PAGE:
What’s up with the code of Hammurabi?

So what’s the deal with the Code of Hammurabi?

Hammurabi was a king of the First Babylonian Dynasty. He was around between 1810 B.C. and 1750 B.C. He had a code of 282 laws written on a piece of black diorite (a type of igneous rock) that was roughly 8 feet tall. It was discovered by a French archaeologist in the early 1900s and is currently housed at the Louvre, though there are replicas in many other institutions.

Don’t worry, I can already feel the “Why-should-I-care-about-this-o-meter” spiking. This matters for two reasons as we defend the authority of Scripture.

First, there’s often the argument that all of the stuff talked about in the Bible must have happened WAY later than it did because people were still too stupid way back then to write laws and codes and stuff. After all, “humans” were still shaking the water off after having crawled out of the ocean in the evolutionary process. This finding, however, shows that there were codes, and laws being written way before Moses and the story of the Exodus took place (1500 B.C. – 1400 B.C.).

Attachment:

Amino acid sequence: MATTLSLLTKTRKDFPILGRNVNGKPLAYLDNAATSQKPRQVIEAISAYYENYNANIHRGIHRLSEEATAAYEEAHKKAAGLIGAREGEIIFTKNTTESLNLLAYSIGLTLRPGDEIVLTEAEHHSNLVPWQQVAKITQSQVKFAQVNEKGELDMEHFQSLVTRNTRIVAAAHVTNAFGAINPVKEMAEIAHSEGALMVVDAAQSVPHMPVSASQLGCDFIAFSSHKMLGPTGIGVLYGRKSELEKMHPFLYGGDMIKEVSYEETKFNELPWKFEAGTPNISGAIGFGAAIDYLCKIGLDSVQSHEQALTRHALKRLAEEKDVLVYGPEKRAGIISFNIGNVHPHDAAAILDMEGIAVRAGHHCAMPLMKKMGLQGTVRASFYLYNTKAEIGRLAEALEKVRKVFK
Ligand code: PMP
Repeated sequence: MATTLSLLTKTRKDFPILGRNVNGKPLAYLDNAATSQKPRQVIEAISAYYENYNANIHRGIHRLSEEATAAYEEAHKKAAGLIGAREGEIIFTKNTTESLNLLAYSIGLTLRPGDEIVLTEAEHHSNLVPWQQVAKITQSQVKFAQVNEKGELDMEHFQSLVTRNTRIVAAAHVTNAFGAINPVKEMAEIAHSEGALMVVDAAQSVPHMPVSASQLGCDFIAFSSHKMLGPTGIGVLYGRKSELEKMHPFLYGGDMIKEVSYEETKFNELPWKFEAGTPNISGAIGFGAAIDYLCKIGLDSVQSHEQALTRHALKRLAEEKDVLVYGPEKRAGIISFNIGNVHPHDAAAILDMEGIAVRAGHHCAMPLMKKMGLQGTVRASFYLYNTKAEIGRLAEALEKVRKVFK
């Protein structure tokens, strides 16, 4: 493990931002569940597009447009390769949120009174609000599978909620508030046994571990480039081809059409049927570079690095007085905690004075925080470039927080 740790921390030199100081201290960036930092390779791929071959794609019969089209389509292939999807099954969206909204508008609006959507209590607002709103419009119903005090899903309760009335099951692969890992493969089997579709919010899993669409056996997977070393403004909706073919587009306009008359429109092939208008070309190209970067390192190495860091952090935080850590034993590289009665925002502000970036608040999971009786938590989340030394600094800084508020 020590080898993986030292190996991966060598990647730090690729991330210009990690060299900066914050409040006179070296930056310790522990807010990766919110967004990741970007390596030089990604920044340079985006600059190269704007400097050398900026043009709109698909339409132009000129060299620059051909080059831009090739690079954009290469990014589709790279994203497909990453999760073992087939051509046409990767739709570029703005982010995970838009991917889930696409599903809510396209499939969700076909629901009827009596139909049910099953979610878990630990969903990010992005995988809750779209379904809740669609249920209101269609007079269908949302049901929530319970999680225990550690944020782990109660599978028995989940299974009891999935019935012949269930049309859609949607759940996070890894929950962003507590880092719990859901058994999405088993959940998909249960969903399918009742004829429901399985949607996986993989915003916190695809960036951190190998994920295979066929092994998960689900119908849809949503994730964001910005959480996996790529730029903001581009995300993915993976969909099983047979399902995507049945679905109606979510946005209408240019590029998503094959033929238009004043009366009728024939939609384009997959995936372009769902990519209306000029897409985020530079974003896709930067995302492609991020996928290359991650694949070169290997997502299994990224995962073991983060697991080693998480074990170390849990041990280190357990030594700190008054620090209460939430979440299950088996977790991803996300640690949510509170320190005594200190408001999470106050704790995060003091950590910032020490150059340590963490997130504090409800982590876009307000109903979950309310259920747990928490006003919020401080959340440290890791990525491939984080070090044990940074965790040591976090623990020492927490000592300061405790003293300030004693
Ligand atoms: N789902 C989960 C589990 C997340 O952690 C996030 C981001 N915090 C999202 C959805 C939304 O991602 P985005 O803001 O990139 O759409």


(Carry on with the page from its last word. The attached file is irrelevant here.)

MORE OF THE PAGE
Second, people will point to the Code of Hammurabi as evidence that all of that Mount Sinai and Covenant of God stuff was nothing new. However, when looking at what the laws actually are, who they are supposedly from, and what they mean for those who obey them, one can see that there’s way more different than the same. Hammurabi says he got the codes from the sun god, Shamash…but then in the intro and conclusion says he himself is giving all of the laws. Moses attributes it all to the one true God and claims himself as an instrument. Plus, one of the biggest differences is that the Babylonian Code has nothing holding it together about God’s love for the people or the call to love others. There are concepts of justice depicted, but not of love and love being the motivation for the people to follow the law.

Despite the dismissal of the Bible as a reliable historical resource, abundant archeological evidence points us to the accuracy of Scripture again and again. If you want to read more on this topic or about other apologetic issues in more detail, you can take a look at Josh McDowell’s apologetics book, The New Evidence that Demands a Verdict. I have a copy in my office and there’s one available in the church library.

If you have any other questions, feel free to let me know.

Blessings on your day!
Pastor Demski